Application of the value chain concept in the audit of policy liabilities and the related earnings of listed South African long-term insurers

by: shinta, 17 pages

Gaining an understanding of the business and accounting processes of the insurers concerned is a key element of the complex, high-risk external audits1 of listed South African long-term ...

CSR and Our Value Chain

by: samanta, 24 pages

Cisco's value chain is the network of integrated Cisco and partner activities that creates valuable products and services for our customers. Our value chain is demand driven, distributed, global, and ...

Value Chain Requirements Management (VCRM) Summary

by: samanta, 4 pages

Most strategies fail to achieve their full potential value when moving into implementation. There are several barriers that consistently arise: * Vague strategic objectives or tactics result ...

Content Preview
- 1 -
The Value Chain
The term ‘Value Chain’ was used by Michael Porter in his book "Competitive Advantage: Creating and
Sustaining superior Performance" (1985). The value chain analysis describes the activities the organi-
zation performs and links them to the organizations competitive position.

Value chain analysis describes the activities within and around an organization, and relates them to an
analysis of the competitive strength of the organization. Therefore, it evaluates which value each par-
ticular activity adds to the organizations products or services. This idea was built upon the insight that
an organization is more than a random compilation of machinery, equipment, people and money. Only
if these things are arranged into systems and systematic activates it will become possible to produce
something for which customers are willing to pay a price. Porter argues that the ability to perform par-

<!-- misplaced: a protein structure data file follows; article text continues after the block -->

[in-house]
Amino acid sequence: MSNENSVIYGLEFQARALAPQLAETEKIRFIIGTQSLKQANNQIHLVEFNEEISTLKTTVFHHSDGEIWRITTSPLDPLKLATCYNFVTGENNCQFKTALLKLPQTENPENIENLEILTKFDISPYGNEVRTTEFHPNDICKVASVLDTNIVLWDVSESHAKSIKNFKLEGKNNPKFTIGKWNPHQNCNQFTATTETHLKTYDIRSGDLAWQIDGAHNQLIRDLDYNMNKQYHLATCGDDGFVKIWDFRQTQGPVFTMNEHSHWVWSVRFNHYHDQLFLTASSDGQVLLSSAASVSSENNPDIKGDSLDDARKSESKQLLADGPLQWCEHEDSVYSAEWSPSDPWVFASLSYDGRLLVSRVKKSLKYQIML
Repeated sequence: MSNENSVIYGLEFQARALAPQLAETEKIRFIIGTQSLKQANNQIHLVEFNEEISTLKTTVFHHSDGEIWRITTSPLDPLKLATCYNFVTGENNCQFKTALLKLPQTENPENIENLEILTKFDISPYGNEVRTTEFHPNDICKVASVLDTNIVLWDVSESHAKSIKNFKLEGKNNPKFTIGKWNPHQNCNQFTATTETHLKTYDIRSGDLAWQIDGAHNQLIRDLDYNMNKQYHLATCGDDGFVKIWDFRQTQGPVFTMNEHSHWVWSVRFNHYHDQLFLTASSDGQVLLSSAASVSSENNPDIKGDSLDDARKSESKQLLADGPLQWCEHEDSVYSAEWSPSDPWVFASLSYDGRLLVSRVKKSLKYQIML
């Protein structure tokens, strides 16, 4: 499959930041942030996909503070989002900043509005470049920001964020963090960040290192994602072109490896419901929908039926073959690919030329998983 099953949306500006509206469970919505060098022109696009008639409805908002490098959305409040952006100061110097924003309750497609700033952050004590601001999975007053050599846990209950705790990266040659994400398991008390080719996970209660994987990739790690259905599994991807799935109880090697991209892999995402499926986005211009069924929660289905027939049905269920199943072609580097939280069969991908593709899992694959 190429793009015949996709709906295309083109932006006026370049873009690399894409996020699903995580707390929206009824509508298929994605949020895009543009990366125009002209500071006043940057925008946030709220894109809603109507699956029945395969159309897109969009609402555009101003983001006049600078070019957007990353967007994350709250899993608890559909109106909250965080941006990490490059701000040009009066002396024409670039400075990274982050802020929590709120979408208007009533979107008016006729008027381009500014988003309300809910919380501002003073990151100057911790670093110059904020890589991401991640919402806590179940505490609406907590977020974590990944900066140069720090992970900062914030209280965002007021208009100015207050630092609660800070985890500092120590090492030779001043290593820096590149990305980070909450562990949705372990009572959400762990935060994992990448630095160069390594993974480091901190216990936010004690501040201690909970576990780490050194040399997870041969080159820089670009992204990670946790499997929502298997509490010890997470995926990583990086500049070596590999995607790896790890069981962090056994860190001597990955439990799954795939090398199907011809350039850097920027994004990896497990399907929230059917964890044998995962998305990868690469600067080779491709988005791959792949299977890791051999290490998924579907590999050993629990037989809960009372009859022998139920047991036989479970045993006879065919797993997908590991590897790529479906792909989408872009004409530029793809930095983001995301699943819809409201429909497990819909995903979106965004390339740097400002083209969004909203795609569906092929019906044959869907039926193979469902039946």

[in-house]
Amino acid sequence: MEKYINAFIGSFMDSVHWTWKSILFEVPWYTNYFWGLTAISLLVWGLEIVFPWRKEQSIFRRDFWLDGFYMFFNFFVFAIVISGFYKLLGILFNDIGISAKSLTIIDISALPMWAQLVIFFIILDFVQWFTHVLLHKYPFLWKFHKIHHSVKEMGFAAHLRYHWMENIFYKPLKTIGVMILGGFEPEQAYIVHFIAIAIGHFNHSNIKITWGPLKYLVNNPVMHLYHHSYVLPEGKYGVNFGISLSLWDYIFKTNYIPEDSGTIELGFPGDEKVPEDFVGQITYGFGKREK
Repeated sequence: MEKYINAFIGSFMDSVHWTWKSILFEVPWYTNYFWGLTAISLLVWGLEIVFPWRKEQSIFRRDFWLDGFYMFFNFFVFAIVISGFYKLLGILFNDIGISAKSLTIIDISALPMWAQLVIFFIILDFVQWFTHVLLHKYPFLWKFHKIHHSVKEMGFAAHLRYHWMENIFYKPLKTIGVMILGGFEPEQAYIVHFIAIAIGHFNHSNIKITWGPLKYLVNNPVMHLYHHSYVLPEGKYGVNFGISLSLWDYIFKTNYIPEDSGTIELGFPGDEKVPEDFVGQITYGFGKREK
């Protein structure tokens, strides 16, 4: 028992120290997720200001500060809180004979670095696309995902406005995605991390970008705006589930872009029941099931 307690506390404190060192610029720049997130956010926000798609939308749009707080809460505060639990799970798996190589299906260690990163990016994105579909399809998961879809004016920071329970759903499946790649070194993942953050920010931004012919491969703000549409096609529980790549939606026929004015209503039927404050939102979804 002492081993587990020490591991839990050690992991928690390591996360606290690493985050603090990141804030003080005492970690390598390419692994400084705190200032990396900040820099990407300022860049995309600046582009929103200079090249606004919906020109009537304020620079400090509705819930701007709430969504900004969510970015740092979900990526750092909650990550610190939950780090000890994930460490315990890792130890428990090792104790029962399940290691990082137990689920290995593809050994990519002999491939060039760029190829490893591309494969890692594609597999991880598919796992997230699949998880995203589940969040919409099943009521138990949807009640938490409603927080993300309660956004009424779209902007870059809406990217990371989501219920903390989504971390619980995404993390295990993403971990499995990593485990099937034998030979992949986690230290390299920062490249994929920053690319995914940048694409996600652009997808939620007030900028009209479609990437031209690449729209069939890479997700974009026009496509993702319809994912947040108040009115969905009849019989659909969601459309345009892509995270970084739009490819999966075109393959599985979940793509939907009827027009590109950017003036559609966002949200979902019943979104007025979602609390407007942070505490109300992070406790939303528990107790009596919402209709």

ticular activities and to manage the linkages between these activities is a source of competitive advan-
tage.

Porter distinguishes between primary activities and support activities. Primary activities are directly
concerned with the creation or delivery of a product or service. They can be grouped into five main
areas: inbound logistics, operations, outbound logistics, marketing and sales, and service. Each of
these primary activities is linked to support activities which help to improve their effectiveness or effi-
ciency. There are four main areas of support activities: procurement, technology development (includ-
ing R&D), human resource management, and infrastructure (systems for planning, finance, quality,
information management etc.).

The basic model of Porters Value Chain is as follows:
Infrastructure
Human Resource Management
Margin
Support Activities
Technology Development
Procurement
Margin
Sales
Service
Operations
Marketing and
Inbound Logistics
Outbound Logistics
Primary Activities
Porter 1985
The term ‚Margin’ implies that organizations realize a profit margin that depends on their ability to
manage the linkages between all activities in the value chain. In other words, the organization is able
to deliver a product / service for which the customer is willing to pay more than the sum of the costs of
all activities in the value chain.

© Dagmar Recklies, 2001
Recklies Management Project GmbH § www.themanager.org
Tel. 0049/391/5975930 § Fax 0049/721/151235542 § mail: drecklies@themanagement.de